Venafro Cathedral

From Wikipedia, the free encyclopedia
Jump to: navigation, search

Venafro Cathedral (Italian: Duomo di Venafro; Concattedrale di Santa Maria Assunta) is a Roman Catholic cathedral in Venafro in the region of Molise, Italy, dedicated to the Assumption of the Virgin Mary. Previously the seat of the Bishops of Venafro, it is now a co-cathedral in the diocese of Isernia-Venafro.

History[edit]

The cathedral is not only the biggest church in the city but is also one of the largest in the region. It stands at the foot of the Parco Oraziano, a park leading up into the surrounding mountains. At the end of the fifth century, the first Christian church on the site was constructed by Bishop Constantine over a pagan temple, reusing building materials from older buildings both Roman and Palaeo-Christian. This early building was subsequently plundered and fell into ruin.

It was rebuilt in the second half of the 11th century by Bishop Pietro of Ravenna, commemorated by a bas-relief known locally, from its unusual appearance, as "Marzo Settecappotti" ("March Seven-Coats"). This building too had a dramatic existence: it was looted of all moveable goods by the troops of Emperor Frederick II, damaged by earthquakes in 1349 and 1456, set on fire by order of Louis XI of France and forced to accommodate the troops of Charles VIII in 1495. It was consequently subject to continual repairs, modifications and reconstructions. At the end of the 17th century the so-called Cappellone ("big chapel") was constructed (see below). From the end of the 17th century, and throughout the 18th, the cathedral was refurbished in the Baroque style: at the end of these substantial additions, the church was re-dedicated on 21 October 1764 by Bishop Francesco Saverio Stabile.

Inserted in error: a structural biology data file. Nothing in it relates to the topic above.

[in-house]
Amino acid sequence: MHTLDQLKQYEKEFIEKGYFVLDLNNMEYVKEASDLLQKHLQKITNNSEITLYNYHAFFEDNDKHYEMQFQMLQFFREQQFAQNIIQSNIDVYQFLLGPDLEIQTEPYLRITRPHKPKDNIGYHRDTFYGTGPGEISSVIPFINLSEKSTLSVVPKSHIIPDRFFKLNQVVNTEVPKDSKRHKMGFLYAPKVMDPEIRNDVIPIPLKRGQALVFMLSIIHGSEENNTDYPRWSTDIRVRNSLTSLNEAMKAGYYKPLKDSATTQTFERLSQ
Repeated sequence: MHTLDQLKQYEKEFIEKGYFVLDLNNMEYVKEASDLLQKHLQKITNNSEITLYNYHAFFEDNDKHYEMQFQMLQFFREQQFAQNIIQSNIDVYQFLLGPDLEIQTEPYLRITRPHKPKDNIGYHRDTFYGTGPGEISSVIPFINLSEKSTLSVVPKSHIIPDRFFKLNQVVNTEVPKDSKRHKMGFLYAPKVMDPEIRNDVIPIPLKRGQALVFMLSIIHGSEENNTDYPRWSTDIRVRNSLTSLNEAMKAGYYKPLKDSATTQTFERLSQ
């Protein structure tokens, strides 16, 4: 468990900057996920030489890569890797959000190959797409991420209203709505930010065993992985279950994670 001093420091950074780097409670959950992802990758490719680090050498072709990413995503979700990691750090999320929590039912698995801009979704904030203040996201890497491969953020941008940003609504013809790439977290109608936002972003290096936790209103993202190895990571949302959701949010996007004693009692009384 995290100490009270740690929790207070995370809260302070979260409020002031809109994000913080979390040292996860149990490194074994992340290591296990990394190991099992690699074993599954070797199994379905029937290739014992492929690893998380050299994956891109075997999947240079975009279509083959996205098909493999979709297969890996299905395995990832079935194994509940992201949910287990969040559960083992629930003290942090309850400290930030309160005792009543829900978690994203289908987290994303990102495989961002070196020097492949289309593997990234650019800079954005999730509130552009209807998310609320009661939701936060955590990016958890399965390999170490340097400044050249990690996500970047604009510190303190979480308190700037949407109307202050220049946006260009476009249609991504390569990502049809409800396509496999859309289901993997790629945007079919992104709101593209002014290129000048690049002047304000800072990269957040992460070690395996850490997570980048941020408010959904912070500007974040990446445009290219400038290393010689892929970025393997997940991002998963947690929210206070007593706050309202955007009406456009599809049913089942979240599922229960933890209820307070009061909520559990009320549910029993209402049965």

The cathedral's present aspect is due to restoration works carried out in the 1960s and 1970s which removed the Baroque additions, returning it to a Gothic medieval appearance.

Interior[edit]

The interior has three aisles decorated by pictorial work from the 14th century. The church has five portals: the one to the right of the main portal is a holy door (porta sancta) of 1508. Four side-chapels open off the southern aisle, while off the northern aisle is the very large chapel known as the "Cappellone", built in the late 17th century and remodelled in the 19th, for the administration and reservation of the sacrament.

The chapel of the Crucifix (Crucefisso) was completed in the 16th century. The altarpiece is attributed to the school of Domenico Antonio Vaccaro. The marble bust (1795) of the cleric, (Primicerio) Antonio Rosario De bellis, was completed by Michele Coppa.[1]

External links[edit]

Coordinates: 41°29′02″N 14°02′18″E / 41.4838°N 14.0382°E / 41.4838; 14.0382